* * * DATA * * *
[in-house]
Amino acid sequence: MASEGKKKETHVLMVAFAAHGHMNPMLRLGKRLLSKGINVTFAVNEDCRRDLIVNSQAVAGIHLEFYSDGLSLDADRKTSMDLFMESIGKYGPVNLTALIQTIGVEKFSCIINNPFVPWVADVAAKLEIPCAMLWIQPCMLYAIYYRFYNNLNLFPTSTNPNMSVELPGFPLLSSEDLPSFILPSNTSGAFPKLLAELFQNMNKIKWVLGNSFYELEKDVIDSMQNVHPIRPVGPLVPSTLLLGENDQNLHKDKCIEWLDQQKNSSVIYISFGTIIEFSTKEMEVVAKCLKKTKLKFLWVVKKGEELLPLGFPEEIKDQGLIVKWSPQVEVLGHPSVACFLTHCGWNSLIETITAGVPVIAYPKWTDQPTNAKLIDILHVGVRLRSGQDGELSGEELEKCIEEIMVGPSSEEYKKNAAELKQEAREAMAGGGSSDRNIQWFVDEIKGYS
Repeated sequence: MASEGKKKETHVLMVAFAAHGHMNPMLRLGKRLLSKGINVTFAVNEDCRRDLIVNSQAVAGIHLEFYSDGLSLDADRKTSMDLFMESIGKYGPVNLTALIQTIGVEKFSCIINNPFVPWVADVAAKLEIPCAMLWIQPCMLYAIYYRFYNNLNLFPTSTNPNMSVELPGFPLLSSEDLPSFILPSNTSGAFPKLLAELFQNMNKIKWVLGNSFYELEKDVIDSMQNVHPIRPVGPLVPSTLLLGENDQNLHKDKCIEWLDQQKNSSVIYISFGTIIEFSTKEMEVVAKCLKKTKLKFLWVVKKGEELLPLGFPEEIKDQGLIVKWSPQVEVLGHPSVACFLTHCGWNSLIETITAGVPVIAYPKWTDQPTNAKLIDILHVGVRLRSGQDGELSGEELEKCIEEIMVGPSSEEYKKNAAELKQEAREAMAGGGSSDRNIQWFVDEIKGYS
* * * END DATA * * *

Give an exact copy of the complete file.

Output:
[in-house]
Amino acid sequence: MASEGKKKETHVLMVAFAAHGHMNPMLRLGKRLLSKGINVTFAVNEDCRRDLIVNSQAVAGIHLEFYSDGLSLDADRKTSMDLFMESIGKYGPVNLTALIQTIGVEKFSCIINNPFVPWVADVAAKLEIPCAMLWIQPCMLYAIYYRFYNNLNLFPTSTNPNMSVELPGFPLLSSEDLPSFILPSNTSGAFPKLLAELFQNMNKIKWVLGNSFYELEKDVIDSMQNVHPIRPVGPLVPSTLLLGENDQNLHKDKCIEWLDQQKNSSVIYISFGTIIEFSTKEMEVVAKCLKKTKLKFLWVVKKGEELLPLGFPEEIKDQGLIVKWSPQVEVLGHPSVACFLTHCGWNSLIETITAGVPVIAYPKWTDQPTNAKLIDILHVGVRLRSGQDGELSGEELEKCIEEIMVGPSSEEYKKNAAELKQEAREAMAGGGSSDRNIQWFVDEIKGYS
Repeated sequence: MASEGKKKETHVLMVAFAAHGHMNPMLRLGKRLLSKGINVTFAVNEDCRRDLIVNSQAVAGIHLEFYSDGLSLDADRKTSMDLFMESIGKYGPVNLTALIQTIGVEKFSCIINNPFVPWVADVAAKLEIPCAMLWIQPCMLYAIYYRFYNNLNLFPTSTNPNMSVELPGFPLLSSEDLPSFILPSNTSGAFPKLLAELFQNMNKIKWVLGNSFYELEKDVIDSMQNVHPIRPVGPLVPSTLLLGENDQNLHKDKCIEWLDQQKNSSVIYISFGTIIEFSTKEMEVVAKCLKKTKLKFLWVVKKGEELLPLGFPEEIKDQGLIVKWSPQVEVLGHPSVACFLTHCGWNSLIETITAGVPVIAYPKWTDQPTNAKLIDILHVGVRLRSGQDGELSGEELEKCIEEIMVGPSSEEYKKNAAELKQEAREAMAGGGSSDRNIQWFVDEIKGYS